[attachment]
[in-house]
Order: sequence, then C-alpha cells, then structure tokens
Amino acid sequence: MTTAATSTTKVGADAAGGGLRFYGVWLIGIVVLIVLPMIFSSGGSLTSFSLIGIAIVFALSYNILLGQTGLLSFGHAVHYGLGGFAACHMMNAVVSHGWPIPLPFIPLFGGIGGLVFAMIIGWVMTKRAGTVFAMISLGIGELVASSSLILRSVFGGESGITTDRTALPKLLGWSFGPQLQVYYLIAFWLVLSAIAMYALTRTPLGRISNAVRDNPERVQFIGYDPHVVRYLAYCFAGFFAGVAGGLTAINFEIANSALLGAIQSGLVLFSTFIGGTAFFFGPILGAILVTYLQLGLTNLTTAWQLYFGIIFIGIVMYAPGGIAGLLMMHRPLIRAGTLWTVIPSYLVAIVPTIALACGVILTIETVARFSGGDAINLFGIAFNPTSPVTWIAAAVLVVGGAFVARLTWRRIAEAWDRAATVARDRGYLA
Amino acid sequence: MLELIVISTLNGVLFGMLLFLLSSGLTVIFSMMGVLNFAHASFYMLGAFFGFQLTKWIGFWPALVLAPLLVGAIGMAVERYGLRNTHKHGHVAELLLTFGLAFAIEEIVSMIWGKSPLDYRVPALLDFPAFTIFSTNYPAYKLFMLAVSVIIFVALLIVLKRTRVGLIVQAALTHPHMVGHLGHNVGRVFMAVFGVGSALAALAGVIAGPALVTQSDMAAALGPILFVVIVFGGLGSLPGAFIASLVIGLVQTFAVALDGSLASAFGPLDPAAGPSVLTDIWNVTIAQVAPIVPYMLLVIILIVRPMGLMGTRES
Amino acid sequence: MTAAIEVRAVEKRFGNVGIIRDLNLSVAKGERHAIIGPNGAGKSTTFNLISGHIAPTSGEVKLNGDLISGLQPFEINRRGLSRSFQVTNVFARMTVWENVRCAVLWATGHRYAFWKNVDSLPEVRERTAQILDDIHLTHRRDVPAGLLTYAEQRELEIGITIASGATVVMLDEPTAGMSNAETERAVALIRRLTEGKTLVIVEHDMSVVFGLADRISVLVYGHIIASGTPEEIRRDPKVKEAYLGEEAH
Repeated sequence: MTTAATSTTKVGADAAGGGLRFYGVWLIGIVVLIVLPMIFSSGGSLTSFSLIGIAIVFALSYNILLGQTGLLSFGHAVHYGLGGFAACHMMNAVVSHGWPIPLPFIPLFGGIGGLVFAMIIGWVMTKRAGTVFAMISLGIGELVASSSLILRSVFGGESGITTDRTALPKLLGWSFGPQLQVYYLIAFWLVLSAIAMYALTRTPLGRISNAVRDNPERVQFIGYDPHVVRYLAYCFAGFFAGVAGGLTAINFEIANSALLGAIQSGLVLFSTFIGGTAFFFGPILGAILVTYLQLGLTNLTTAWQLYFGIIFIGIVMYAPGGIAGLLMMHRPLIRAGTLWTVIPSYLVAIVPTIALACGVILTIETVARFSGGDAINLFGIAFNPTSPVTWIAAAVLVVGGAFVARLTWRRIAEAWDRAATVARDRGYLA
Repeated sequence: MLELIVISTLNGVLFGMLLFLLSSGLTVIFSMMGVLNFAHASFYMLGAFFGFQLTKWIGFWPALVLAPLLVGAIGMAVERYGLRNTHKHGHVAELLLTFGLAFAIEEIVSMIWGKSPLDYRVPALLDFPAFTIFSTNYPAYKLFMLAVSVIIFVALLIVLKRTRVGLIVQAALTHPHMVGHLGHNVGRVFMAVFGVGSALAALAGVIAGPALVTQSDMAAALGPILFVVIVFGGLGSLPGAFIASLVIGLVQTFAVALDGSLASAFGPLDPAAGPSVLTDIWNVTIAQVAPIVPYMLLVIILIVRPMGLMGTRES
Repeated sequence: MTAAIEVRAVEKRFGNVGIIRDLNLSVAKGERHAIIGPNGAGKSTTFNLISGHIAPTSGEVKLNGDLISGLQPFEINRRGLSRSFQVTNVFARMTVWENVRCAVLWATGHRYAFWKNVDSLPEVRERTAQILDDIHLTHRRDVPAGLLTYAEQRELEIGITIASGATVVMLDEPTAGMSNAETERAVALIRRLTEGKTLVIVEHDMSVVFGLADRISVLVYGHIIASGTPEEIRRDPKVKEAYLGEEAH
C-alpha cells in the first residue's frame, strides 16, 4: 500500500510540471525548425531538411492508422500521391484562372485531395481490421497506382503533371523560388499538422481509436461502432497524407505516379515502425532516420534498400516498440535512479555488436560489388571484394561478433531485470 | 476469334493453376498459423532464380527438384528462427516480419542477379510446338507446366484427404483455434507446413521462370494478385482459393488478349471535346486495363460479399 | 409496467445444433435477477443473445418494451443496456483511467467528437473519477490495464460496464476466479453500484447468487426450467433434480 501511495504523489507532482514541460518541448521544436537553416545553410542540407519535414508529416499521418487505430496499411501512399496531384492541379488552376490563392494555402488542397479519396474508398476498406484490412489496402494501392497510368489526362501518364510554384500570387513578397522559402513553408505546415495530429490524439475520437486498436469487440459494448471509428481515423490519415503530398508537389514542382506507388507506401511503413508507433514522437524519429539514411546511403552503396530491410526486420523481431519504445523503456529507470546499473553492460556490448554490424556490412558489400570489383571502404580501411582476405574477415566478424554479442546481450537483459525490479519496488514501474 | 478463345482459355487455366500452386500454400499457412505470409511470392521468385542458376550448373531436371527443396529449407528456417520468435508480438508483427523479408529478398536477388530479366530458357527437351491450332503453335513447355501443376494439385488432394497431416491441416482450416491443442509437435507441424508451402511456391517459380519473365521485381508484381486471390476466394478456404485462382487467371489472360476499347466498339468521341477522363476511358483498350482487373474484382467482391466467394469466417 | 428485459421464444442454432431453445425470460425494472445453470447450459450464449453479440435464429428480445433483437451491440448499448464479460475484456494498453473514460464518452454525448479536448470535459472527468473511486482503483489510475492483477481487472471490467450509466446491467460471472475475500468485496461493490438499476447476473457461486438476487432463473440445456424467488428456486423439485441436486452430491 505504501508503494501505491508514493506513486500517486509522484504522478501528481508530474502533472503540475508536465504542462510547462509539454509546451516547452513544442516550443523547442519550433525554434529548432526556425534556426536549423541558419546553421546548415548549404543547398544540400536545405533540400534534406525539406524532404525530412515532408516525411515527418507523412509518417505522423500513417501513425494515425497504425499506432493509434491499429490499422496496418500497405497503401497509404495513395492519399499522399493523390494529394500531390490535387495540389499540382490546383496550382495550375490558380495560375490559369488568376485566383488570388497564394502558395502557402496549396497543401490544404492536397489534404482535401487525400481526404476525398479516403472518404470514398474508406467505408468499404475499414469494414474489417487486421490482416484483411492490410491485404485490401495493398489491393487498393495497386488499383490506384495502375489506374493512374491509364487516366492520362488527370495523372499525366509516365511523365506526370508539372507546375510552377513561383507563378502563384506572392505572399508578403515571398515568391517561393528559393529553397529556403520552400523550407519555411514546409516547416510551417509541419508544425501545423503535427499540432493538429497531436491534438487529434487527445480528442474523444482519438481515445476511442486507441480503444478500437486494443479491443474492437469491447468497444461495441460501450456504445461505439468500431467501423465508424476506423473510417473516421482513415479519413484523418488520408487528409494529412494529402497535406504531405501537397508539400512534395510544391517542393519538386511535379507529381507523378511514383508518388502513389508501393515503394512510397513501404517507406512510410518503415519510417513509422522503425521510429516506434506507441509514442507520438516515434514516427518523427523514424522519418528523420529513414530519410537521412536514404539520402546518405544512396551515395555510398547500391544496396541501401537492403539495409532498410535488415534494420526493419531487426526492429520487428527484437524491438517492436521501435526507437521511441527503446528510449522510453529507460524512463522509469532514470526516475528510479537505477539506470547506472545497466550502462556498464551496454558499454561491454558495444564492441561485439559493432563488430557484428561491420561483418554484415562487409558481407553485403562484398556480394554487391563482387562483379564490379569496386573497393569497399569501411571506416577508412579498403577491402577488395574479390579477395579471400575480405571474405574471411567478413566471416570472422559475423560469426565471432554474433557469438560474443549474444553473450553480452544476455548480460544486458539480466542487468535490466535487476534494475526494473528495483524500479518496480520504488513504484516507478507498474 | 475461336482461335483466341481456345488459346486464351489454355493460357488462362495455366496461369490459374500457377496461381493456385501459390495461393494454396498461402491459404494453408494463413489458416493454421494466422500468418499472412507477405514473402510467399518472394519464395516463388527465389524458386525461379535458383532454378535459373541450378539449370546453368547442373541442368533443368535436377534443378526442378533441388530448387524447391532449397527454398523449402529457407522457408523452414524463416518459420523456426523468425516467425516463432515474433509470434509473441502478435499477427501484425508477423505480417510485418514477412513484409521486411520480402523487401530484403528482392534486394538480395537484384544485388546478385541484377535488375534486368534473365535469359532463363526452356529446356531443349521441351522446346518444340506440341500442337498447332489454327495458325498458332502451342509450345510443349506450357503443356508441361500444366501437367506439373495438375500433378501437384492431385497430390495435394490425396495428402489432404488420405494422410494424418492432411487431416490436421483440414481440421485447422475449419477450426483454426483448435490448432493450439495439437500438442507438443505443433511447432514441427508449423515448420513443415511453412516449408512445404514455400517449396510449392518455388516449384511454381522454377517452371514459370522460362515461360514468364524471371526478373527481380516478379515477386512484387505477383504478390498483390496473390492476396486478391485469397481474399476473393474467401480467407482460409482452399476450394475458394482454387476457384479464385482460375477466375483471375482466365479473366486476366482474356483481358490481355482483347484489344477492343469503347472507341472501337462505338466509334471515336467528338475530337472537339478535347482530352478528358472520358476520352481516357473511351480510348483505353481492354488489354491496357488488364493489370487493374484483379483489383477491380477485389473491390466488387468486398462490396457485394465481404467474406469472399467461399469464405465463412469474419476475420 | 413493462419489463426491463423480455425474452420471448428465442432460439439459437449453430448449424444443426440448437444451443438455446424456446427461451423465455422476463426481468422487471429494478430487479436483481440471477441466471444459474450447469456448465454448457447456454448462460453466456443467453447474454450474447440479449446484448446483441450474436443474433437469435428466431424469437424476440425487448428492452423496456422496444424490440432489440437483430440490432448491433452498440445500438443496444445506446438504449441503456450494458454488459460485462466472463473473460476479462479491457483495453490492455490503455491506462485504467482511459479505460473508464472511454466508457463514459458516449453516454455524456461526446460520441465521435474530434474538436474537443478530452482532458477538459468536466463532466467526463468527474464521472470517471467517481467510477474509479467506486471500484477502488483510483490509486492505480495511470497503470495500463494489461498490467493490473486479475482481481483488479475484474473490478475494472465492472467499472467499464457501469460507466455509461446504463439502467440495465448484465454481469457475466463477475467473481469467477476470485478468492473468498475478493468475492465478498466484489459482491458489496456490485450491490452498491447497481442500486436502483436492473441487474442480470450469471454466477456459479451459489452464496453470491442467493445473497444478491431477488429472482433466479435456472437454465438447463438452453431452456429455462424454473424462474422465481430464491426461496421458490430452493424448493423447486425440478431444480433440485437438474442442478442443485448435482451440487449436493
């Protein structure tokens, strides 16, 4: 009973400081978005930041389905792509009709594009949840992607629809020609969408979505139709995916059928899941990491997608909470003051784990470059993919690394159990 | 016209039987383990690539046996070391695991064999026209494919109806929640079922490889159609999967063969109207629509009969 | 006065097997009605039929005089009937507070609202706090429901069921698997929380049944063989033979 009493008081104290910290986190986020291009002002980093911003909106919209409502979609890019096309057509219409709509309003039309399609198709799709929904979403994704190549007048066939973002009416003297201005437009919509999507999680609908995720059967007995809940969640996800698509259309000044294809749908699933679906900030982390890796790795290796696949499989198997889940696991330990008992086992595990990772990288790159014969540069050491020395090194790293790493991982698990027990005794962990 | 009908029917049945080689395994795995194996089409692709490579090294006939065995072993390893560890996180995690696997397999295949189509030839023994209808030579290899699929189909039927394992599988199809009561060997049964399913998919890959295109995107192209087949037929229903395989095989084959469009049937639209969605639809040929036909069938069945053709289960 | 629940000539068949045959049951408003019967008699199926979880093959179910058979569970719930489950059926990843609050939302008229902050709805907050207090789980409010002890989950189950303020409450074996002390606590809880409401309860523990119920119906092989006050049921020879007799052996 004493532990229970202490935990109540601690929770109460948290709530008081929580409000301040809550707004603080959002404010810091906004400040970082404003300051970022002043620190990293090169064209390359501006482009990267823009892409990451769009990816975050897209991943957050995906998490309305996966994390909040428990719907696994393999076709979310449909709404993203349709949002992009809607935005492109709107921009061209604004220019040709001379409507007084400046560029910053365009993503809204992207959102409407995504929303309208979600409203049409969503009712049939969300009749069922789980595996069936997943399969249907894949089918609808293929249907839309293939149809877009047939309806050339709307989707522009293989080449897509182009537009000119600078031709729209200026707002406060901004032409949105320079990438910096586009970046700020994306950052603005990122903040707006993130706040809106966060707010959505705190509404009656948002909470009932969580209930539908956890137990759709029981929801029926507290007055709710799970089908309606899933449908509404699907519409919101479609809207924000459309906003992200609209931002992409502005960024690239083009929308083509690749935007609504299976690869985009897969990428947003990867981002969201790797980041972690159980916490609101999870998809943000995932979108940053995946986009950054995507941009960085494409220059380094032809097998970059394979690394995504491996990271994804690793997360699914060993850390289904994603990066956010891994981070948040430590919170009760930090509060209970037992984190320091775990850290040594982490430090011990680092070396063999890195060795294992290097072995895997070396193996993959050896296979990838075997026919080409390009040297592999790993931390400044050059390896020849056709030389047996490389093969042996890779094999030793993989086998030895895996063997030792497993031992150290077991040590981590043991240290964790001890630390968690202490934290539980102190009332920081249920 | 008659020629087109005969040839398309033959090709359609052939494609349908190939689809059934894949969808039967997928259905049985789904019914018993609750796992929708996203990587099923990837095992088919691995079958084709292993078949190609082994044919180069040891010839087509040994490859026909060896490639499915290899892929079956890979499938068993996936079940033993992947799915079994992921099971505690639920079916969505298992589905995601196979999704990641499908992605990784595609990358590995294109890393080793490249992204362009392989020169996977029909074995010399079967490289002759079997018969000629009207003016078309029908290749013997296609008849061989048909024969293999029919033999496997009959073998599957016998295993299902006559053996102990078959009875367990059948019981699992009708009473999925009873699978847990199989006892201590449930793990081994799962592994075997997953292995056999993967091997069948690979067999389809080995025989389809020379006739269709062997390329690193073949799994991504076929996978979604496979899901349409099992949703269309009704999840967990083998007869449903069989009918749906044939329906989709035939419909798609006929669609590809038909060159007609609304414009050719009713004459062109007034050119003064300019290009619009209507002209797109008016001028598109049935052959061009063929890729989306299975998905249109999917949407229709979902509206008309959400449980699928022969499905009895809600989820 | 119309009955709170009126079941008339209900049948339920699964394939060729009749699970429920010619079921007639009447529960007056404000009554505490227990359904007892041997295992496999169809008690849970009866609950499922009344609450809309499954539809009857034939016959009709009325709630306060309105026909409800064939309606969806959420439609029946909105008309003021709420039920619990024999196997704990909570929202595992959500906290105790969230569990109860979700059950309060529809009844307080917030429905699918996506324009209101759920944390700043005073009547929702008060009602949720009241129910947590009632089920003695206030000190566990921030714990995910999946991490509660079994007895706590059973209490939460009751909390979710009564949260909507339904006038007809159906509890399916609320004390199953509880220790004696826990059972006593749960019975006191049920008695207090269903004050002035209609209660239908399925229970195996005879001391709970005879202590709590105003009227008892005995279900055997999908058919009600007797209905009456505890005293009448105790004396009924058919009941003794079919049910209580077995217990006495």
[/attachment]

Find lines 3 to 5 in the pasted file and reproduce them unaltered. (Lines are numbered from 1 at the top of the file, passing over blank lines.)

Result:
Amino acid sequence: MTTAATSTTKVGADAAGGGLRFYGVWLIGIVVLIVLPMIFSSGGSLTSFSLIGIAIVFALSYNILLGQTGLLSFGHAVHYGLGGFAACHMMNAVVSHGWPIPLPFIPLFGGIGGLVFAMIIGWVMTKRAGTVFAMISLGIGELVASSSLILRSVFGGESGITTDRTALPKLLGWSFGPQLQVYYLIAFWLVLSAIAMYALTRTPLGRISNAVRDNPERVQFIGYDPHVVRYLAYCFAGFFAGVAGGLTAINFEIANSALLGAIQSGLVLFSTFIGGTAFFFGPILGAILVTYLQLGLTNLTTAWQLYFGIIFIGIVMYAPGGIAGLLMMHRPLIRAGTLWTVIPSYLVAIVPTIALACGVILTIETVARFSGGDAINLFGIAFNPTSPVTWIAAAVLVVGGAFVARLTWRRIAEAWDRAATVARDRGYLA
Amino acid sequence: MLELIVISTLNGVLFGMLLFLLSSGLTVIFSMMGVLNFAHASFYMLGAFFGFQLTKWIGFWPALVLAPLLVGAIGMAVERYGLRNTHKHGHVAELLLTFGLAFAIEEIVSMIWGKSPLDYRVPALLDFPAFTIFSTNYPAYKLFMLAVSVIIFVALLIVLKRTRVGLIVQAALTHPHMVGHLGHNVGRVFMAVFGVGSALAALAGVIAGPALVTQSDMAAALGPILFVVIVFGGLGSLPGAFIASLVIGLVQTFAVALDGSLASAFGPLDPAAGPSVLTDIWNVTIAQVAPIVPYMLLVIILIVRPMGLMGTRES
Amino acid sequence: MTAAIEVRAVEKRFGNVGIIRDLNLSVAKGERHAIIGPNGAGKSTTFNLISGHIAPTSGEVKLNGDLISGLQPFEINRRGLSRSFQVTNVFARMTVWENVRCAVLWATGHRYAFWKNVDSLPEVRERTAQILDDIHLTHRRDVPAGLLTYAEQRELEIGITIASGATVVMLDEPTAGMSNAETERAVALIRRLTEGKTLVIVEHDMSVVFGLADRISVLVYGHIIASGTPEEIRRDPKVKEAYLGEEAH